Not very common in Italy, millet flour is gluten-free but rich in proteins and lipids. A product that is still not used much, but surely worth learning more about.

Not very widespread in Italy, if not in the gluten-free world, but in ancient times – at the time of Ancient Rome and then also in the Middle Ages – millet had a leading role in our ancestors’ nutrition. The grassy plant from which it derives is native to Asia – where it is still very widespread, as in Africa and India, also due to its resistance and the ability to grow even in extreme conditions, exposed to high temperatures and in drought and desert environments. It does not need much attention, therefore, to the point of being – in some areas – considered a weed. Of the different varieties of millet, the most commonly used is Panicum miliaceum for human and animal consumption, mainly as bird feed, as it responds optimally to the nutritional needs of these animals.

Millet flour. Features and tips for choosing

Golden or brown, depending on whether the grain is peeled or not: millet flour, in the two types available on the market, differs not only in colour but also in other characteristics. Delicate aroma, with vague vegetable aromas and a slightly sweet taste – the first, which although lighter than the other, still has a yellowish hue that other gluten-free flours don’t have – while the second, more difficult to find, has slightly more intense characteristics due to the presence of glumellae surrounding the caryopsis. From a nutritional point of view, the whole-grain version (dark or wild) is very rich in minerals. The two types can be used alone or mixed together, or even mixed with other flours, for making dough. It is used cooked or raw to enrich fruit salads or other fresh preparations.

Millet flour: lots of energy, zero gluten

Good news for athletes: millet flour is a protein goldmine (between 10 and 12 g per 100 g: slightly less than oats, more than common soft wheat flours and above all it’s gluten-free). Plus it contains on average more than double the lipids compared to other grains (without touching, however, the values ​​of almonds, coconuts or pistachios), also high carbohydrate content (about 70%) that provide the organism ready-for-use energy. Especially in the whole-grain version, millet retains many vitamins (especially of A and B groups), with regard to minerals, however, the most consistent presence is of potassium, mineral content also changes according to the soil in which they are grown. The presence of fiber is also high even in the case of golden millet (although lower than those contained in chickpea, chestnut and lupin flour) which reduce absorption and facilitate intestinal transit. On the other hand, we are still talking about a product with a caloric density comparable to flour for bread making (370 Kcal per 100 g). However, the presence of gluten should not be underestimated: despite being almost devoid of it, oat flour could cause some problems for coeliac subjects.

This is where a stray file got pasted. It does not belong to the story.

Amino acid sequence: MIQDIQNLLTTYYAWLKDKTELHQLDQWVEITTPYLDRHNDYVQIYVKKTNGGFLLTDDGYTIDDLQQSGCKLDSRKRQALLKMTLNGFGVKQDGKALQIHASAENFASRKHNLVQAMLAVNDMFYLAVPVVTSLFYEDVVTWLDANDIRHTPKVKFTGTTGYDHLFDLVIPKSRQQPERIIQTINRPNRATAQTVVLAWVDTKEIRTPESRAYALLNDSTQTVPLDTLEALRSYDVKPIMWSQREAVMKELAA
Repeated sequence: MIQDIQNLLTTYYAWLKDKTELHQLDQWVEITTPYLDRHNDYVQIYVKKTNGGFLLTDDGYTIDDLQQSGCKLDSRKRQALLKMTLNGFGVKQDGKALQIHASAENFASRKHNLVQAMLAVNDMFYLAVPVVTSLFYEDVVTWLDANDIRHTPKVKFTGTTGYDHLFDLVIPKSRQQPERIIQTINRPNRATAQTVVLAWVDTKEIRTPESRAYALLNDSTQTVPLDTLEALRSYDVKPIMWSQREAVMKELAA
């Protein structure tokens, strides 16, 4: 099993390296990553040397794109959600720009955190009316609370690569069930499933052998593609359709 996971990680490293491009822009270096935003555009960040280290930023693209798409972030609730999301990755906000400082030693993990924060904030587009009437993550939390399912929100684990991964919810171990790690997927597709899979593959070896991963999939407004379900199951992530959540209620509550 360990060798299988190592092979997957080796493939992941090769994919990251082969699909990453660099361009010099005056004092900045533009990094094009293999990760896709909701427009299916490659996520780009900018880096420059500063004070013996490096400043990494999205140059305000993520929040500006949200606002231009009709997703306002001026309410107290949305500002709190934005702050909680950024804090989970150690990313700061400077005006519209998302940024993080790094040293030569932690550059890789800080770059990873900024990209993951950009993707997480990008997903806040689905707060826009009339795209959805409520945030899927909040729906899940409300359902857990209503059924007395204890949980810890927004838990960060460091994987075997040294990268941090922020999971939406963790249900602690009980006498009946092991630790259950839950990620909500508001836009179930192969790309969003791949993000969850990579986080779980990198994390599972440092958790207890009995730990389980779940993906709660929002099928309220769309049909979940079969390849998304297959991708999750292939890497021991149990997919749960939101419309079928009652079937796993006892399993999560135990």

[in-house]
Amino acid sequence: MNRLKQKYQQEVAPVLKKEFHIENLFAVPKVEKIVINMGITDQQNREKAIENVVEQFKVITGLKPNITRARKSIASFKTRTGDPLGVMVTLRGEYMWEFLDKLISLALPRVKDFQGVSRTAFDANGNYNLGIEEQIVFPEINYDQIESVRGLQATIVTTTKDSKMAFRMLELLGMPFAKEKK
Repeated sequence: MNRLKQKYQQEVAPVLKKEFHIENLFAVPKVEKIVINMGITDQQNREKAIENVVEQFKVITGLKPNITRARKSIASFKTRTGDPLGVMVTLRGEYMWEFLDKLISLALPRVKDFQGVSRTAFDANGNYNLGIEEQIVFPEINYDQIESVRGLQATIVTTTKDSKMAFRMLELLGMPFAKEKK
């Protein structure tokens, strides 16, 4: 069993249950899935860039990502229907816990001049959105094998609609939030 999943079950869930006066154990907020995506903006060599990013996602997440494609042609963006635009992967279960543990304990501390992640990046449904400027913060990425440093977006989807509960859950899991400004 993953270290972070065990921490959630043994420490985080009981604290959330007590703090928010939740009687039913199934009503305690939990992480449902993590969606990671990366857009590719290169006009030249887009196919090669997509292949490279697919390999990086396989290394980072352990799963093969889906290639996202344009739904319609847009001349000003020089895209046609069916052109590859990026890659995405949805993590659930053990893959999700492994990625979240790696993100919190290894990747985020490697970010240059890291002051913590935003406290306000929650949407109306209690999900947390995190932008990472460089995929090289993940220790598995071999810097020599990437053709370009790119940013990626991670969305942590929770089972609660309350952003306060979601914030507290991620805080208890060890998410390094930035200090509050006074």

Millet. The plant, the grain and the flour

The seeds are small yellowish grains that grow inside a corn-like ear, they are collected before the plant dies, and then dried. Although millet has good shelf life, the same cannot be said for millet flour that is easily perishable, which is why it’s preferable to grind it a little at a time to avoid oxidation compromising the flavour (sifted or not, according to whether you want to obtain a more or less fine result). Brown millet gives a more rustic and intense flavour, just as the flavour of the flour obtained from the toasted grain is bolder.

The absence of gluten does not make it particularly suitable for leavened products, so it’s generally used for cookies, flatbreads, scones or crêpes, especially for macrobiotic or gluten-free diets.

Angela Fiorini’s recipes with millet flour

We have already told you the story of Angela Fiorini, who with her daughters Valentina and Eleonora opened a store in Zagarolo, near Rome. A small shop of fresh pasta where everything is made with love and great care, and there is no lack of continuous experiments in the fillings (just think of the famous raviolio; or the stuffed pasta with typical dishes of the town such as “tordo matto” or the sausage and grapes combo). Experiments are also done on pasta, while fully respecting the artisan tradition. In the laboratory stone-ground flours are used, often from native grains, but over time the selection has become wider, also expanding to alternative flours, also excellent for those with particular nutritional needs. From this continuous experimentation they consolidated their proposal and won the hearts of many, enthusiasts and professionals alike. They accepted the challenge of making pasta with millet flour. How does it behave compared to classic flours?

Meraviglie in Pasta – Zagarolo (RM) – corso Vittorio Emanuele, 101 –

Millet flour fettuccine recipe

Ingredients for 4

400 g milleto flour
6 egg whites

Place the flour in a mound on the work surface, creating a volcano then pour the egg whites in the centre. Start bringing in the flour using a fork, making it absorb into the egg whites, when the shaggy dough begins to come together, start kneading with your hands, using the heels of your palms and not your fingers. We only use egg whites because it gives the pasta greater elasticity and once the dough is created it will be much easier to roll it out and shape the fettuccine.

It is a very delicate flour, cooking must be very short: just one minute, one and a half minutes tops, in plenty of boiling salted water. Either way it will be ready when it floats to the surface.

The taste of the pasta is delicious, delicate, without particular flavours so it is suitable for any sauce. In this season it can be made with courgette flowers and anchovies, or a few fresh cherry tomatoes and basil.

by Antonella De Santis